News Column

Esperanza Awards 64 Scholarships Worth More than $100,000 to Deserving Hispanic Students

May 31, 2012

Suzanne Sproul

Mortarboard and diploma

Esperanza means "hope" in Spanish, and that's at the direct heart of the Ontario-based nonprofit that bears the name. The Esperanza Scholarship Foundation was established in 1991 by a group of successful business people in the Inland Valley who wanted to provide a vehicle for students to achieve their educational goals and to help make their dreams come true.

Although the organization and its work are strongly represented in the local Hispanic community, both are open to students of all ethnicities. The only prerequisites are good grades and hard work. Both were in plenty supply this year when the group distributed 64 scholarships totaling more than $100,000.

Each year, the scholarships are given in a lavish and festive ceremony at the Gardiner W. Spring Auditorium on the Chaffey High School campus in Ontario.

The night is billed as the Ontario Mayor's Gala, but the spotlight always in on the students. That was the case again this year. More than 1,500 people packed the auditorium to celebrate commitment, dedication and community support. In addition to the local high school students who were feted, the night honored Gary and Deborah George for their continual contributions to education.

Alex Espinoza is the chairman of the Esperanza Scholarship Foundation board of directors. Listeners can't help but hear the intense pride in his voice as he recounts not only the night but of the group's accomplishments during the past 11 years.

"The night is all about celebrating the accomplishments of students who have put in their time. But it is more than that. What we are doing is creating a community. What we have always done and will continue to do is to plant within all our award recipients the idea of giving back to the community which has stood by them and will continue to stand by them," Espinoza said.

The mission of the nonprofit has been clear since day one -- to support students and their efforts to further their educations by mentoring them and providing financial assistance. The organization also wants to continue to work toward closing the educational achievement gap for all students.

The monetary scholarships range from $1,000 to $5,000 for each student. But every scholarship also requires a commitment from its recipient to perform at least 25 hours of community service.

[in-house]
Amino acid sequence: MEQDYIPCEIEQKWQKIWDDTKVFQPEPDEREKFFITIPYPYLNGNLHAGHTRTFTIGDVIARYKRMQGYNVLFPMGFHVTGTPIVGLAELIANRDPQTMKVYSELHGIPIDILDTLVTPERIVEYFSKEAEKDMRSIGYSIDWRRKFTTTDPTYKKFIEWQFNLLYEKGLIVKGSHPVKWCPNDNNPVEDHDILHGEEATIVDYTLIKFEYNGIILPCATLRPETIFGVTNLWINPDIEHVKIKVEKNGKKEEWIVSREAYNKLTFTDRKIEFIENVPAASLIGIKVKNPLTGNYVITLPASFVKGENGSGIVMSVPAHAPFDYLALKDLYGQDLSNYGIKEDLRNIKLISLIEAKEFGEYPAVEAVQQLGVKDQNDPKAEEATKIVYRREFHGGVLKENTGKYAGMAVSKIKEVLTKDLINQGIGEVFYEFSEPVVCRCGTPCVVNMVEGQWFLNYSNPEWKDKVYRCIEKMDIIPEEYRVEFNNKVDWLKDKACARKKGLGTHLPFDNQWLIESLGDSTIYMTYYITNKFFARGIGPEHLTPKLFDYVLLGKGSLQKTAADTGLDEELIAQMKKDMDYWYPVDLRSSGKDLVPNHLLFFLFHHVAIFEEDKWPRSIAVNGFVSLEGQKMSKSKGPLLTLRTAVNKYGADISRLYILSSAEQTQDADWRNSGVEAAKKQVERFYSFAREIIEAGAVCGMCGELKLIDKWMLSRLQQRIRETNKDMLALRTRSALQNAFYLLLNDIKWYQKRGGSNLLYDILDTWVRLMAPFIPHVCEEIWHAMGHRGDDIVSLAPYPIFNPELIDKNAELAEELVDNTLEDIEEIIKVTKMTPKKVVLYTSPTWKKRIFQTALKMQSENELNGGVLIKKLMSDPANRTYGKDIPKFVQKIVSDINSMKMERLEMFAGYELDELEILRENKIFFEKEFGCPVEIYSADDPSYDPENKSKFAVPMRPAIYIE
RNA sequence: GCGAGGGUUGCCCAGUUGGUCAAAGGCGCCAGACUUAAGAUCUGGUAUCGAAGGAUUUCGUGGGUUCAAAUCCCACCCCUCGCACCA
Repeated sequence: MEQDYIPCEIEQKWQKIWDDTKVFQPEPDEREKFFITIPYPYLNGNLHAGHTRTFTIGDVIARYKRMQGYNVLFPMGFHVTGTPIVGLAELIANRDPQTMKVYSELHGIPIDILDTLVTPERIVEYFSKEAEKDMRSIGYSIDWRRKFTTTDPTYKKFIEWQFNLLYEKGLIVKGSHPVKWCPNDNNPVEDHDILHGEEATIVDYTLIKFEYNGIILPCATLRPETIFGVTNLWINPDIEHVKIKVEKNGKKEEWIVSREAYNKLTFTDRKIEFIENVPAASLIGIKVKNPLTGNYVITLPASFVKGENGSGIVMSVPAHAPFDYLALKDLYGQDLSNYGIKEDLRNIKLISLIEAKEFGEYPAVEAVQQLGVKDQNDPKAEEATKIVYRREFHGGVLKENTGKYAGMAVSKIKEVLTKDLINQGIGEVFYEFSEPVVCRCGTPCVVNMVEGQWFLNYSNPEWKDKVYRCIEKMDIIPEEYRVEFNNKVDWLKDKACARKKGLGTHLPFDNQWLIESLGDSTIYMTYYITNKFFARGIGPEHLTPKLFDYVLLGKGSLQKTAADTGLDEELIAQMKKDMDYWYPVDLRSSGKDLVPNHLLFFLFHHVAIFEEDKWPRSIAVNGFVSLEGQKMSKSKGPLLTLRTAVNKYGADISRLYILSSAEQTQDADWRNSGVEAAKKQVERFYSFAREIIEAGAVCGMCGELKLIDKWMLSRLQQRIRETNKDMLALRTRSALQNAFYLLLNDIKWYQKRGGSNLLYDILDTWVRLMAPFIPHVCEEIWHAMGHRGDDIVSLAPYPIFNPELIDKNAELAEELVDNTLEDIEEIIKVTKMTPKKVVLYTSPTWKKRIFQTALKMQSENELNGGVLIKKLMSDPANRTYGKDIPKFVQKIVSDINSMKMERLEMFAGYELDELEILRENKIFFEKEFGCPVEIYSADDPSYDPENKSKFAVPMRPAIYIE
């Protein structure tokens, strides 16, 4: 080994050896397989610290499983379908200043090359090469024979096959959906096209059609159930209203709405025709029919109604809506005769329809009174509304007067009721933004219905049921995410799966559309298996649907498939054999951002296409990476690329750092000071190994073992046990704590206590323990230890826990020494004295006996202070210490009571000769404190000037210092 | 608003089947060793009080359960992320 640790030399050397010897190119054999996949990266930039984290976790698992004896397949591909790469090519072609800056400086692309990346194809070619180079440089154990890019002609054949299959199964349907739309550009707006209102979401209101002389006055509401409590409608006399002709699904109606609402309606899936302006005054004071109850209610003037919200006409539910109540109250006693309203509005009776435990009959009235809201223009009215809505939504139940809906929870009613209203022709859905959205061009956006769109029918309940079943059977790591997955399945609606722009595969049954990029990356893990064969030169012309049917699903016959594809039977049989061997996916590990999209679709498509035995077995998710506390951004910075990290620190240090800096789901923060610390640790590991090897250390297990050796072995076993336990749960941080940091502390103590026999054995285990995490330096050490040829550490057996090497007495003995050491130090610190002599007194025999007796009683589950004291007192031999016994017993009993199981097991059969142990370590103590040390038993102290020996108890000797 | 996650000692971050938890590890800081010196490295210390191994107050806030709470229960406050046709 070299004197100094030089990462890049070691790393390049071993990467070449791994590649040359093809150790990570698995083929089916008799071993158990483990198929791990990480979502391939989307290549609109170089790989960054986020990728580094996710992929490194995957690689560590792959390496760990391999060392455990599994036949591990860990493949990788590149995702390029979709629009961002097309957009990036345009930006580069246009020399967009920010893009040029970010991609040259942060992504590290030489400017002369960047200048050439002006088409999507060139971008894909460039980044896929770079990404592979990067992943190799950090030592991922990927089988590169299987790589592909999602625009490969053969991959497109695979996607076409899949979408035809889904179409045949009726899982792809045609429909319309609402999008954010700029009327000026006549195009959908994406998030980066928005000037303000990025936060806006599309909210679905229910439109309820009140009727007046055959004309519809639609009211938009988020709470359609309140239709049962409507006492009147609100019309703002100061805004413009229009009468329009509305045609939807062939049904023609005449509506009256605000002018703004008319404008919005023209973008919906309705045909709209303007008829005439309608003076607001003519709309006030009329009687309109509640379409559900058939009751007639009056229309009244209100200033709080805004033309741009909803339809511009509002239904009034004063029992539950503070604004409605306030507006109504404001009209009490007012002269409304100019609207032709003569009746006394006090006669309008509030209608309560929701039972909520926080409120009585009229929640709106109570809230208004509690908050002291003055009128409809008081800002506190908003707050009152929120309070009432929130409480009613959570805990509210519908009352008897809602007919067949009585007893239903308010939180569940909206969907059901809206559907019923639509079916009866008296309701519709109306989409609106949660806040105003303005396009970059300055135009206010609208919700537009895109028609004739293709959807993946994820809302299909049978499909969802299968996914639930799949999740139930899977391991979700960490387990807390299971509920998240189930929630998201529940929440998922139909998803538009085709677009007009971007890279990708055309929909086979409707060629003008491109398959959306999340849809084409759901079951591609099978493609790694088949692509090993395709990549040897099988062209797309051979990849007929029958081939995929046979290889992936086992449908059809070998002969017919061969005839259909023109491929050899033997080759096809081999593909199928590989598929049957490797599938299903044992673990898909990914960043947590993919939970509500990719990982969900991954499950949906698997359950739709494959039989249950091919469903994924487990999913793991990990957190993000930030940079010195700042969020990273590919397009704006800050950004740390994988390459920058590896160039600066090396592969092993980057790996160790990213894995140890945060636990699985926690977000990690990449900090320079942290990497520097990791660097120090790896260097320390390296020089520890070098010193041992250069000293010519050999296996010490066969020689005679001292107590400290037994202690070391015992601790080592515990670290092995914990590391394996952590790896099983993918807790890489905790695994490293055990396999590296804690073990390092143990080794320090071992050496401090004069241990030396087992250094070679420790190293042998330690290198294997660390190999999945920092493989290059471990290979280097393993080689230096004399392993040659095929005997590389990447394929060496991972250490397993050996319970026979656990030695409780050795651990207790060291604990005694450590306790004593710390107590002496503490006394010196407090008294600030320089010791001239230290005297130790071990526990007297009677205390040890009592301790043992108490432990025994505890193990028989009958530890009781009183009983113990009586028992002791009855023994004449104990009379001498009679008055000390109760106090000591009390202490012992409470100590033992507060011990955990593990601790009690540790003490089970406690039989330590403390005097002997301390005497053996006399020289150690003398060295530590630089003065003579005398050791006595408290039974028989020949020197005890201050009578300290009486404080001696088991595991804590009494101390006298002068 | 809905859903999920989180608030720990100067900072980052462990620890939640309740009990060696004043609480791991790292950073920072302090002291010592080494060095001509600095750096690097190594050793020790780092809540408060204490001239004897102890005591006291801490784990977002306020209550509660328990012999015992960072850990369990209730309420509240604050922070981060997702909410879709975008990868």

"To be considered for scholarships, we want students who demonstrate previous academic success and involvement in their schools and communities. The scholarships are very helpful, but what we really want to do is teach these students that there is money out there that they can go out and get for their educations. Most importantly, we want them to know that this community is here for them," he said.

Espinoza said each year he remains inspired by the efforts of the students and community to help make dreams into realities.

"The awards night is wonderful, but the work continues all year. We have a fall social gathering event, we invite our scholars back to hear about their progress and we have a leadership training dinner. We are a very diverse group but at the center of everything we do is to help those who need it. We welcome individuals who want to do the same," Espinoza said.

In addition to the traditional role of providing scholarships, the Foundation also works with middle school students, teachers and other fundraising opportunities to help young people.

The Foundation supports college student professional enrichment/networking seminars, the Community College Transfer College Partnership, Online to College, stellar teacher classroom grants, summer academy for middle school students and Together We Rise.



Source: (c) 2012 the San Bernardino County Sun (San Bernardino, Calif.) Distributed by MCT Information Services


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